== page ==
Tuesday, April 13, 2010

Is it time for Messianic Judaism to define observance levels?


Is it time for Messianic Judaism to define observance levels similar to the Traditional Community?

Several levels are evident in Messianic Judaism:
  • Orthodox
  • Conservative
  • Reformed
  • Hebrew Roots
These parallel the tradition definitions seen in Main Stream Judaism.  How is each defined?  Here are the major differences:

Orthodox - follow both Torah & Oral Torah, Halacha as defined by the Shulkhan Aruch using traditional understandings of meanings.  Practice includes Mikvah.

Conservative - follow both Torah & Oral Torah, Halacha as defined by the Shulkhan Aruch using traditional understandings of meanings with changes allowed for modern circumstances such as driving.  Practice includes Mikvah.

Reformed - maintains that Judaism and Jewish traditions should be modernized and should be compatible with participation in the surrounding culture. Many branches of Reform Judaism hold that Jewish law should be interpreted as a set of general guidelines rather than as a list of restrictions whose literal observance is required of all Jews.

Hebrew Roots - generally not part of Messianic Judaism, looks at Hebrew root of Christian Faith.

Is it time for our Synagogues to reflect belief and practices using widely understood definitions in the Jewish Community?  What minimum qualifications should be required for each?  Share your thoughts.



Unknown said...

A analysis (found here: www.netzarim.co.il (that is the only legitimate Netzarim)) of all extant source documents and archaeology using a rational and logical methodology proves that the historical Ribi Yehosuha ha-Mashiakh (the Messiah) from Nazareth and his talmidim (apprentice-students), called the Netzarim, taught and lived Torah all of their lives; and that Netzarim and Christianity were always antithetical.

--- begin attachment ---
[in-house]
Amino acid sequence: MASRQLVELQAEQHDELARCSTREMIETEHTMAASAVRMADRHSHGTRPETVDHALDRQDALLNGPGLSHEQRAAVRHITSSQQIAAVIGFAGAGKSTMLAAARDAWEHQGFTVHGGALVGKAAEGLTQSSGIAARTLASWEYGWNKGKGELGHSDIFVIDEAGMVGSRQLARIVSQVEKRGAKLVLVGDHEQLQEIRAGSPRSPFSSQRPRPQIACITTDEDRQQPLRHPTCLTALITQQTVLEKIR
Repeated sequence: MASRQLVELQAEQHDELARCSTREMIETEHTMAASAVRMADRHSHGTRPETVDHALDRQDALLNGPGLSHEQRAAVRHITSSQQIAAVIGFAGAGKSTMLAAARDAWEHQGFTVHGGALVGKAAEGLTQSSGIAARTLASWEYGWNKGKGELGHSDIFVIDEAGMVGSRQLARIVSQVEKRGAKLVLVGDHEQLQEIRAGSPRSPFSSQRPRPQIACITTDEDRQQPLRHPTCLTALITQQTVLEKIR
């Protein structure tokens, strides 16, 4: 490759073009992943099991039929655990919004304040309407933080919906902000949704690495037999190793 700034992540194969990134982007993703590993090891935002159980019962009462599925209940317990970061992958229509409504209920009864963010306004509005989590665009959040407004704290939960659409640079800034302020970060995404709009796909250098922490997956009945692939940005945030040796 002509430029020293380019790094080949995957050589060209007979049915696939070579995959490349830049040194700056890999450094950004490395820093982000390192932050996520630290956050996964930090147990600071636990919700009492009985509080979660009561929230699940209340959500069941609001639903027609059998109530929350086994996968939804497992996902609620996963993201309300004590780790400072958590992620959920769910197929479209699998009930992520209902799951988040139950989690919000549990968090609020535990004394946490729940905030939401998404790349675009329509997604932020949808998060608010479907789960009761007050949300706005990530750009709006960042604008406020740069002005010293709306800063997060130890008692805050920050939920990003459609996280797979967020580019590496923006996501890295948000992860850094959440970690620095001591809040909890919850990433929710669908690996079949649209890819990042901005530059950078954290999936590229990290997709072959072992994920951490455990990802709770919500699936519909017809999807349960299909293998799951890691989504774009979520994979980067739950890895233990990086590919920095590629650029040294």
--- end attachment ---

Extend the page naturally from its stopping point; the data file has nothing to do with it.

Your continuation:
The mitzwot (directives or military-style orders) in Torah (claimed in Tan’’kh (the Jewish Bible) to be the instructions of the Creator), the core of the Judaism, are an indivisible whole. Rejecting any one constitutes rejecting of the whole… and the Church rejected many mitzwot, for example rejecting to observe the Shabat on the seventh day in the Jewish week. Examples are endless. Devarim (“Deuteronomy”) 13.1-6 explicitly precludes the Christian “NT”. Devarim 13:1-6 forbids the addition of mitzwot and subtraction of mitzwot from Torah.

Ribi Yehoshuas talmidim Netzarim still observes Torah non-selectively to their utmost today and the research in the previous mentioned Netzarim-website implies that becoming one of Ribi Yehoshuas Netzarim-followers is the only way to follow him.

“The gospels” contains anti-Torah statements that the first century Ribi Yehoshua impossibly could have said. Since observers of “Messianic Judaism” don’t practise all of the mitzwot in Torah non-selectively, it is not proper to describe it as Judaism.

It is possible to be a Jew and believe that Ribi Yehoshua was the Mashiakh (the Netzarim Jews does that), but le-havdil to stick to Christian doctrines is not compatible with practising Judaism.

Anders Branderud

chaiyall said...

I whole-heartedly agree. There are so many variations on Messianic Judaism/Hebrew Roots that one doesn't know what one will encounter upon visiting a new congregation. I've attended worship services that ran the gamut, and been very disappointed. Having a movement/denominational label would be quite helpful.